Thanks for checking out part three of our blog series on Myths About Remote Proctoring. The earlier posts in this blog series explored the myths about privacy, security, and accessibility, related to virtual proctoring. In case you missed them, you can review the blogs by clicking the links below:
In this blog post, we will be considering the remote proctoring myths related to bias. This is a very important topic as it is paramount that equal educational opportunities be provided to all learners – this includes equal opportunity and treatment during proctored exams.
Check out this video to learn more.
Don't want to watch the video? No problem! Keep scrolling to read the video blog recap below.
Myths About Bias
SmarterServices does acknowledge that there are weaknesses and limitations to facial recognition technology. These limitations are real and not a myth. But, the myth that we are addressing is that these technology weaknesses automatically hurt some categories of students and that there are no alternative proctoring options.
There are four categories of concern related to bias that can be caused by learner authentication technologies.
First, socio-economic bias could occur when learners are not financially able to engage in virtual proctoring. Some students may not possess or find it difficult to afford technology such as webcams and broadband Internet access. They may also be living in an environment where multiple other persons reside which makes it difficult to craft a testing environment in which they are alone. Also, learners living in poverty may prefer for their environment not to be viewed by others.
Second, persons who wear religious or cultural attire that covers their face may be resistant to removing their coverings for the purpose of authentication.
Third, research has shown that facial recognition technology is not as accurate for females, and fourth, persons with dark skin tone as it is for white males.
Industry Acknowledged Technology Weaknesses
In 2018, a report of research done at the MIT Media Lab reported that error rates for facial recognition systems from major tech companies, including IBM and Microsoft, for identifying darker-skinned individuals were dozens of percentage points higher than when identifying white-skinned individuals. The issues seem to stem from the data sets used to train the systems, which can be overwhelmingly male and white.
A year later, a separate study that utilized Amazon’s Rekognition system also revealed significant issues identifying the gender of darker-skinned individuals, as well as mistaking darker-skinned women for men. The system worked with a near-zero error rate when analyzing images of lighter-skinned people, the study found.
As a result of such research, IBM has taken the position that it will no longer offer, develop, or research facial recognition technology, citing potential human rights and privacy abuses. Amazon has also announced a one-year moratorium on allowing law enforcement to use Rekognition.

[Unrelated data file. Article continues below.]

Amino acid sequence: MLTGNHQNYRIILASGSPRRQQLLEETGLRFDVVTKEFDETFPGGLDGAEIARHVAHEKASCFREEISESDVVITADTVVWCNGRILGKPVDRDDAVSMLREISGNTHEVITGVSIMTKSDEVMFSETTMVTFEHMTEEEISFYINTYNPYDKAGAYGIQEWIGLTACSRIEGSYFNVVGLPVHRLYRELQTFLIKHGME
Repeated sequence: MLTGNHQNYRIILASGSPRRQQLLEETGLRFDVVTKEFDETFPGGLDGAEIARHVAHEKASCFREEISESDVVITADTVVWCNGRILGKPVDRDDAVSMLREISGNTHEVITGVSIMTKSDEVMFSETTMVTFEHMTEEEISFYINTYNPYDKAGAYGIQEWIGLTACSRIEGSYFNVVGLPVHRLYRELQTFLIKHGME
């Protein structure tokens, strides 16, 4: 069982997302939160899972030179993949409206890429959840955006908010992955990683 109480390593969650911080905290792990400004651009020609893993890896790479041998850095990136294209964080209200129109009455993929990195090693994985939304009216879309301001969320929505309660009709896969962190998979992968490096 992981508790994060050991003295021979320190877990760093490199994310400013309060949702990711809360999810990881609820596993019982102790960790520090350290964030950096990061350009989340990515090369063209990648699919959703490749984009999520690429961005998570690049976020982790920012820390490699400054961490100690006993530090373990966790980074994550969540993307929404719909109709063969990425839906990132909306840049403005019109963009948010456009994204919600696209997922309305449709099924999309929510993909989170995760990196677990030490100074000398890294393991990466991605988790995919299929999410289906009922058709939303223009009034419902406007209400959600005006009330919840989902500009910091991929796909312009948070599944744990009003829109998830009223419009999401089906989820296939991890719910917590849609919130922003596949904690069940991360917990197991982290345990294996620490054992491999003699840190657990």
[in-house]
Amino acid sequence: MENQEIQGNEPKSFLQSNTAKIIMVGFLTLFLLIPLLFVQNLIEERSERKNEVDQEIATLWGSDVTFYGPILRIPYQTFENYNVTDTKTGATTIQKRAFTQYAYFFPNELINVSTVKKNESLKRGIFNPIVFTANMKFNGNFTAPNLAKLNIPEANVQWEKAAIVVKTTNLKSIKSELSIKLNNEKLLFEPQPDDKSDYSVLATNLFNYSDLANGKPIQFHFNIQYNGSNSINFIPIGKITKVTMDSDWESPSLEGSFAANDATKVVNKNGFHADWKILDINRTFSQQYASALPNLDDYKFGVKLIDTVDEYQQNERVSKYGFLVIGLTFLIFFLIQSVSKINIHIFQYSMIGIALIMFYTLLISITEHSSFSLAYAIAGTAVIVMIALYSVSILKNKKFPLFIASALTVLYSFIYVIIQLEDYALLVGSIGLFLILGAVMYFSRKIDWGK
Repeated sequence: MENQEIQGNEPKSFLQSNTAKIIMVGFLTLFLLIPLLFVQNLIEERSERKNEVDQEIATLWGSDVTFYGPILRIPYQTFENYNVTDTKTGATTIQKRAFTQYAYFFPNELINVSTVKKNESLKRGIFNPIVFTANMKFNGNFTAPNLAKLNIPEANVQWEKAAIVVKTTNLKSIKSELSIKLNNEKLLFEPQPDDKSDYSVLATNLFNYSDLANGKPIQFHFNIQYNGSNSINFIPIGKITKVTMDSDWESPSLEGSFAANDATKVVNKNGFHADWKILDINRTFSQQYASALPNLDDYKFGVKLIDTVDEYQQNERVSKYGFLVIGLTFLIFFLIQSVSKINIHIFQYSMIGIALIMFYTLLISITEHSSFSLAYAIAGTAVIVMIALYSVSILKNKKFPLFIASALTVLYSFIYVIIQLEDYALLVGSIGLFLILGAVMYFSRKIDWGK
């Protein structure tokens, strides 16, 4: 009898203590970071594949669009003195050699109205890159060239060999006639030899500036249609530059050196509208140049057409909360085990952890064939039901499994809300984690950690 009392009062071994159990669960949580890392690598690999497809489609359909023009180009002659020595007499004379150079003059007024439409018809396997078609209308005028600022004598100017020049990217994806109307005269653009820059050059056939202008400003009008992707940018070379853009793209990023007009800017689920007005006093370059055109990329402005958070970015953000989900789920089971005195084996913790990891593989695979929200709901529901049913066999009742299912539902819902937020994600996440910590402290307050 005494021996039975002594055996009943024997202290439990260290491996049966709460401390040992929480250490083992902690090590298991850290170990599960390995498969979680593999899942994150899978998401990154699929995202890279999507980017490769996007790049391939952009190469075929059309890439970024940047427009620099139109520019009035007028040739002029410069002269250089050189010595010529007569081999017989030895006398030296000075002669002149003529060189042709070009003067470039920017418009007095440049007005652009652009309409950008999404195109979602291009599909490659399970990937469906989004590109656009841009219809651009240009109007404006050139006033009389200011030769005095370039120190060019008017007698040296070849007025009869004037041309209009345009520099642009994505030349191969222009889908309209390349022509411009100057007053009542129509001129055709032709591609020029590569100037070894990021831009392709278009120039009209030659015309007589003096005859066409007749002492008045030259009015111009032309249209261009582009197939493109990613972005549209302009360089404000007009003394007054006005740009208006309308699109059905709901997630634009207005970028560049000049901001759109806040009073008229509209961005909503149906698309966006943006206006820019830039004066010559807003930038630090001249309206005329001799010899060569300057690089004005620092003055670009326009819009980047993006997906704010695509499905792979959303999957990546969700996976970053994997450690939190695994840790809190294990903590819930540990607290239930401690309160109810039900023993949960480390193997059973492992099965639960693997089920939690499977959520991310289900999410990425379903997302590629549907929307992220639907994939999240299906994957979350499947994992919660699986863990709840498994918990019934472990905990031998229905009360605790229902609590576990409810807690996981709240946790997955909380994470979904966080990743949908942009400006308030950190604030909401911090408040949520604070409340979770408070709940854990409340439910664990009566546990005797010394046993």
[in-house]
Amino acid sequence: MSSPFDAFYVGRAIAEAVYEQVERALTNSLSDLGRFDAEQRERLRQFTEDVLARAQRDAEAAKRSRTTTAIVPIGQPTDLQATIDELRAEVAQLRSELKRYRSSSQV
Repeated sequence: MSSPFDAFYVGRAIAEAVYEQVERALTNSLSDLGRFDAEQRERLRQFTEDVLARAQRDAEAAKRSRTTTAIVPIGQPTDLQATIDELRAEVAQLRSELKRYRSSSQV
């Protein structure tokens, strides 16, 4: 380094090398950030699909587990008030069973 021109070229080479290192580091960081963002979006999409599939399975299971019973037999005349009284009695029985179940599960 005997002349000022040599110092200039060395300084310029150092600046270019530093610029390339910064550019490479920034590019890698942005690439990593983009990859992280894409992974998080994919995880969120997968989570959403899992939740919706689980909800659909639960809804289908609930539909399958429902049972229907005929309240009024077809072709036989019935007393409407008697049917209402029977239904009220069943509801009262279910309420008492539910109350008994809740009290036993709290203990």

How SmarterProctoring Can Help
SmarterServices does acknowledge that there are weaknesses and limitations to facial recognition technology. These limitations are real and not a myth. But, the myth that we are addressing is that these technology weaknesses automatically hurt some categories of students.
SmarterProctoring provides several configuration and modality options that make sure that no student is academically harmed through the proctoring process.
When a student has concerns with matters such as bias, SmarterProctoring is the only proctoring platform that allows them to schedule a face-to-face testing session at a testing center, with a proctoring professional, or instructor-as-proctor if available.
SmarterProctoring also has an emerging form of virtual proctoring that will allow for the staff of the school which could be a proctor working in the testing center and/or the faculty member to serve as the live, virtual proctor. These persons may know the student and/or can authenticate the student from a baseline image provided by the institution.
Unlike some other virtual proctoring solutions, SmarterProctoring does not stop the student from starting or continuing the exam if an authentication routine is failed. When that happens we provide the video and audio to the faculty member who ultimately makes the authentication decision. As such, it is not possible for SmarterProctoring to automatically fail or academically disadvantage a student due to learner authentication issues.
As your school is evaluating its proctoring services, we provide a proctoring matrix that allows you to compare proctoring platforms. Consider utilizing SmarterProctoring to provide your students with as many proctoring choices as possible. And if you have any questions, we'd be happy to help! Just click here to reach out to us.